Since the very beginning of the pandemic, hate crimes toward Asians and Asian Americans have gotten increased media attention. Our data, from the Understanding Coronavirus in America Study, confirms that these events are happening more often — and are not just appearing more common because of press coverage or public awareness. Asian Americans experienced more threats and harassment than any other racial or ethnic group in the U.S. during the coronavirus pandemic.
From June 2020 through February 2021 — with particular spikes in late July and the month of November — Asian Americans reported being targeted by threats and harassment more frequently than members of other groups did. During this period, Asian Americans were accosted both physically and verbally even more than African Americans and Latinos, who are generally the ethnic groups most subjected to racial bias in the U.S.
We got this data from a nationally representative online panel of more than 7,000 adults who answer survey questions every two weeks about how the pandemic affects their attitudes, lives and behaviors. Among other questions, the survey asked people if and how often they were threatened or harassed in their day-to-day life in the previous two weeks.
Our most recent data, from a poll taken in late February, shows that in the previous two weeks, 11% of Asian Americans experienced threats or harassment — compared with 8% of African Americans, 6% of Latino Americans and 5% of white Americans. Asian Americans are also twice as likely as whites to have experienced repeated abuse.
We also asked about other, perhaps less severe encounters, such as being treated with less courtesy or respect than others, receiving poorer service at restaurants and stores, and being treated as if they were not smart or as if people were afraid of them. Asians did not report meaningfully different numbers of these lesser encounters from other nonwhite groups, though all nonwhite groups reported more of this lesser discrimination than whites did.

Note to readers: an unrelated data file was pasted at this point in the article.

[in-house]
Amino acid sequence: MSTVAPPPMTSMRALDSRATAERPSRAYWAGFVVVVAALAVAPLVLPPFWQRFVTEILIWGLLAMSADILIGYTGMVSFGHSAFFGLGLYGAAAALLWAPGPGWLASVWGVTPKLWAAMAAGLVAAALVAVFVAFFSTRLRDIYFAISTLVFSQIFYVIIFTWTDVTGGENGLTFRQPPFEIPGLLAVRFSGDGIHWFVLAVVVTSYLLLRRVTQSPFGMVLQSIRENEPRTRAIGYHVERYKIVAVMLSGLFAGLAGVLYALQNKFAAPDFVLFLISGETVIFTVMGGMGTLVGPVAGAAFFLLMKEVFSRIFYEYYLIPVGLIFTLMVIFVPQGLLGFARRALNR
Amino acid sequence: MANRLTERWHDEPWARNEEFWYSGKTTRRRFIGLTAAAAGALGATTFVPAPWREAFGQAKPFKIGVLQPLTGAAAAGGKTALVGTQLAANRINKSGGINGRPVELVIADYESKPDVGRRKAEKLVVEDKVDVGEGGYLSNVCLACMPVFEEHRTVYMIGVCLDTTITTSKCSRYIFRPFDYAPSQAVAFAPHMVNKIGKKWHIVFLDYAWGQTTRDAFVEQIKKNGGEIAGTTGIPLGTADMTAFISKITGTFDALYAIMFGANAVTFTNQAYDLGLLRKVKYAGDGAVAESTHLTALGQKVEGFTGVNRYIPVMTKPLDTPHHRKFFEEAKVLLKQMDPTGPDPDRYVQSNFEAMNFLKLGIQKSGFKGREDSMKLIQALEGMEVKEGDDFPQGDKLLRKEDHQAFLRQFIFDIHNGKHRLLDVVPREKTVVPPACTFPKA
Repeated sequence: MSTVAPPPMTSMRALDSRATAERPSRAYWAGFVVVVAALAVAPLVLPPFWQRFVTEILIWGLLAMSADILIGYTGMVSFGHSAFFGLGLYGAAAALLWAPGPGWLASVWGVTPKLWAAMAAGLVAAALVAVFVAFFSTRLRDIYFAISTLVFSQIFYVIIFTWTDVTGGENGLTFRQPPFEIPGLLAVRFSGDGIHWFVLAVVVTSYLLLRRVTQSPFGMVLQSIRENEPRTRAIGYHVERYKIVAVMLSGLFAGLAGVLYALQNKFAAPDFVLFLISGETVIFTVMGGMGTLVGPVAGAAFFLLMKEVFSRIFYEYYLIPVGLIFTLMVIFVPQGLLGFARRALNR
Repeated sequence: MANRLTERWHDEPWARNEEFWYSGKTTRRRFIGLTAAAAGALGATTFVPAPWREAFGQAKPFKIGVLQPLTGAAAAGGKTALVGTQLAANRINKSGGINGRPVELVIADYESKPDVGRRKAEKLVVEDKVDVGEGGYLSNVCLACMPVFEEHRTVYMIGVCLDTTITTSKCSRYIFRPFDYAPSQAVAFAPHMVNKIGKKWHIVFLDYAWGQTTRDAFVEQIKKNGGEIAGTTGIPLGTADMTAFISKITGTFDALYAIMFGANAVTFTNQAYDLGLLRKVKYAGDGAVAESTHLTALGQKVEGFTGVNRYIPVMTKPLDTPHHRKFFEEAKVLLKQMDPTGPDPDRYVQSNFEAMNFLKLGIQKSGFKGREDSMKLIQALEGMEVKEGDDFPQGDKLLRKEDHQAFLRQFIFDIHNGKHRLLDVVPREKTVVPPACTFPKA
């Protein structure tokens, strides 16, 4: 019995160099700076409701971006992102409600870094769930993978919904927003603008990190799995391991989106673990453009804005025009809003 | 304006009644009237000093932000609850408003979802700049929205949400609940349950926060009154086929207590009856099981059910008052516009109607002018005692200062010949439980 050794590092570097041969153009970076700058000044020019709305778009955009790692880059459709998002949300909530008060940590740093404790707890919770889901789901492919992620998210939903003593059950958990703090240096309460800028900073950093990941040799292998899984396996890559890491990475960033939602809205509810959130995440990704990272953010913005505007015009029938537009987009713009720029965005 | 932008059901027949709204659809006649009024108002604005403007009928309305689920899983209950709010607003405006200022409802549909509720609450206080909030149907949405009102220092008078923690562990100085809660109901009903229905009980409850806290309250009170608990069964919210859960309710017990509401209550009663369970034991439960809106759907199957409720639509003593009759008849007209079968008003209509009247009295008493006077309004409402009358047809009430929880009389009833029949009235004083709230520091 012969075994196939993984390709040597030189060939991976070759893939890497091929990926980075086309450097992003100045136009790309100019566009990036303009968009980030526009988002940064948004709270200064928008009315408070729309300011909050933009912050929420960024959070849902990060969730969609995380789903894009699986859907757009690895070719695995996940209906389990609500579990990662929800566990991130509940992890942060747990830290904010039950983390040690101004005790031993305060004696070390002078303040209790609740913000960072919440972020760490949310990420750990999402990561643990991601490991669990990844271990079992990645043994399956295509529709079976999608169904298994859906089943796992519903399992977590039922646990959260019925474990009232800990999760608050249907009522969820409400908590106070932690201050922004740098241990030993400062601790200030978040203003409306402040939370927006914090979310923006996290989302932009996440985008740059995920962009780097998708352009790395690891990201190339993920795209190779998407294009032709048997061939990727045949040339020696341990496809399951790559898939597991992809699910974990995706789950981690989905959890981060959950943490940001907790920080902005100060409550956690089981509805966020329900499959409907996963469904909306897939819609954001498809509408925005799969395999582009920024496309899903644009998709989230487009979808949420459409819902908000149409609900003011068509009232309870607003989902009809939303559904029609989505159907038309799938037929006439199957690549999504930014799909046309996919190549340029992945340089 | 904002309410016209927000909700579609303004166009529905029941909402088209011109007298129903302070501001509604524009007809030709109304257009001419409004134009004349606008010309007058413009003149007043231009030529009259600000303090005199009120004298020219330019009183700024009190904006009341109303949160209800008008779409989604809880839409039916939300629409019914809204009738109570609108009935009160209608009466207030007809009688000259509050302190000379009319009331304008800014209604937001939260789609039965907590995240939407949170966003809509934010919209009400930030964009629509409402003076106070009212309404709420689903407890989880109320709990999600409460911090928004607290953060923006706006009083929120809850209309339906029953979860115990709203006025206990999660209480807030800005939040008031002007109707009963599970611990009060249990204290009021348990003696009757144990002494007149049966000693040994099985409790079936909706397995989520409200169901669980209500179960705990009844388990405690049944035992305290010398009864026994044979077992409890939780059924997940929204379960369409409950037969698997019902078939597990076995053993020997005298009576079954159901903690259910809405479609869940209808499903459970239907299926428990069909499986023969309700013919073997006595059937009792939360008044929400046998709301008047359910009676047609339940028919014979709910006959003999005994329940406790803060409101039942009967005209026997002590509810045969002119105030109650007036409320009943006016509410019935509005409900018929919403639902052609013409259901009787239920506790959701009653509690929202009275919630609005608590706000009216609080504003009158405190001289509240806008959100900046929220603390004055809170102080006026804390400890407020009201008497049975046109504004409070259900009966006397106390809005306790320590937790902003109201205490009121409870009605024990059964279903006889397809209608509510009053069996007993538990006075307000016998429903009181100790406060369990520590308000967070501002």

A pandemic connection?
Our analysis found that the coronavirus pandemic may be connected to the targeting of Asian Americans.
Our survey also asked the respondents if other people “thinking they might have the coronavirus” behaved in discriminatory ways, including acting as if afraid of them, threatening or harassing them, treating them with less courtesy and respect, or giving them poorer service at restaurants or stores.
Early in the pandemic, survey participants of all races reported experiencing this coronavirus-related discriminatory behavior because someone thought they might have the coronavirus. People of Asian descent were most often affected, followed by people of Black and Latino heritage, and then white people — who still did experience this type of discrimination, but less often than members of the other races.
Our more recent analysis has found that people who had previously been discriminated against because of perceived infection of the coronavirus — true or not — were five times more likely to be threatened or harassed later, for any reason, than those who had not experienced prior COVID-19-related discrimination. Again, this was true of all races, but particularly so for people of Asian heritage.
Still more to learn
We do not yet fully understand to what extent coronavirus-related discrimination has transformed into broader racial bias against people of Asian descent in situations where fear of disease is not a factor. After the pandemic ends, we hope that our research will be able to discover whether this level of threats and harassment of Asian Americans remains, or diminishes as fears of the disease ebb.
We also plan to explore how the discrimination, threats and harassment affected the health of the Asian Americans who were subjected to it. Prior research, including our own, has shown that being discriminated against can harm people’s health and well-being. We hope to find out what, if any, short- and long-term effects may result from these experiences during the pandemic.
* The Understanding Coronavirus in America Study is supported in part by the Bill & Melinda Gates Foundation and the National Institutes of Health.
This story originally appeared in The Conversation.